Chemguide: Support for CIE A level Chemistry
You will need:
Everything else apart from the points and any lines you draw should be in ink.
Choosing the axes
In the 3 years from 2014 to 2016, CIE gave you a piece of graph paper with the axes already labelled so there isn't a problem. But there is no reason why they couldn't go back to their previous practice of just giving you a blank grid where you have to decide how to set it out.
If you have to decide for yourself, there are two things to think about - which variable goes on which axis, and what sort of scale to use.
Which variable goes where?
The independent variable is the one which you are deciding to change. For example, you might be measuring something at various different times which you choose, or at various different temperatures, or at various different concentrations. Each of these would be the independent variable.
The dependent variable is the one which changes because of the changes in the independent variable. For example, the volume of a gas produced might be dependent on how long the experiment is running for. The volume is dependent on the time.
Choosing sensible scales
Your graph should take up most of the graph paper, and not be squashed up in one corner! Choose a scale so that is true.
That means that your axes needn't necessarily start from 0. It doesn't matter as long as they are clearly labelled.
But it is important to make your graph easy to draw. That means choosing a scale where it is easy to plot the points without having to do fiddly calculations. That also means that you are making it easy for your examiner to check that you have plotted things properly.
Plotting the points
The Examiner's Reports make a very strong recommendation that points should be plotted using a small cross. If that is what they want, to do anything else would be stupid!
It is essential that the centre of the cross exactly matches the data you are plotting - that is one of the reasons why a very sharp pencil is essential. There must be no doubt about where the centre of your cross is.
If the point you are plotting is suposed to fall on a grid line, then even if you miss by a tiny bit, you will be penalised. There is a little bit more flexibility if the point falls somewhere between grid lines, but even here you should try to make the best possible estimate of where it should be, and plot it as exactly as you can.
Drawing best fit lines
The data which you are given to plot is likely to have two separate problems deliberately built-in - and that's true whether you end up with a straight line or a curve.
The results that you are given to plot will all have some "experimental error" added. That means that however accurately you plot them, they probably won't all fall on a straight line or smooth curve.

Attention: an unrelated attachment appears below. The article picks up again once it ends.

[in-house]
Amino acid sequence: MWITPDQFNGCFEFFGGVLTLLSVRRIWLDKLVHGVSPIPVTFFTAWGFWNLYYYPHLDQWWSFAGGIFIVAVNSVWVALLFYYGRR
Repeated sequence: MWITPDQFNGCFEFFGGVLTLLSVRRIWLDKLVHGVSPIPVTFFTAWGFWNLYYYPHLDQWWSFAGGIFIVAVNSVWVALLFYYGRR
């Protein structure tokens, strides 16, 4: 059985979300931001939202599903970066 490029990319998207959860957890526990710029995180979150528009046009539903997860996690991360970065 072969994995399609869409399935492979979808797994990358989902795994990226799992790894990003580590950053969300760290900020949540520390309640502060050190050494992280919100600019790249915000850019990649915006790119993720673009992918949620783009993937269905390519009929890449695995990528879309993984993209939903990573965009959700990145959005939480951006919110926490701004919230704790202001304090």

It is quite likely that at least one of the results that you are given will be anomalous. That means that the point is so far from the pattern shown by the rest of the points that it must have been wrong. You are quite likely to have to explain what might have caused it to be wrong. We will look at that later.
Drawing straight line graphs
Plotting the points
Suppose you were plotting the results of an experiment in which variable masses of magnesium were added to an excess of dilute sulphuric acid, and you measured the volume of hydrogen given off each time.
Here are the results:
This is fairly obviously going to be a straight line, but before you do anything else ask yourself if there are any points which don't seem to fit tidily on that straight line - so-called "anomalous" points.
In this case, the third point falls underneath the trend for all the rest of the points. Before you do anything else, check that you have plotted it correctly!
Assuming that they are plotted correctly, do not include any anomalous points when you draw your line!
You are quite likely to be asked to account for any anomalous points you find. In this case, the point is below the trend line. A smaller volume of hydrogen was recorded than you would expect. What might cause that?
There are various possible reasons. You might have measured the volume of the hydrogen wrongly, recording a smaller volume than you should have. Or there might have been a leak of hydrogen from the apparatus before you collected it.
Alternatively, you might have mis-weighed the magnesium. Perhaps you didn't have as much magnesium as you thought you had.
The reasons will vary from experiment to experiment, but your answers should be as precise as possible. You won't get any credit for saying "There must have been an experimental error." You have to explain what the error might have been, and why it made the point too high or too low.
Drawing the line
The first thing to ask yourself each time is whether the line should go through the origin (0,0).
In this case, if you had zero mass of magnesium, you would obviously get zero hydrogen produced - so the line must go through the origin.
That is really helpful! That gives you one point which is absolutely certain, with no experimental error. That may well help you to decide exactly where to place your line.
You are then going to draw a line of best fit which needn't necessarily go through any of the points which you have plotted (apart from the origin in this particular case).
Draw your straight line with a ruler so that there is as even a scatter of points either side of the line as you can manage (ignoring any anomalous points).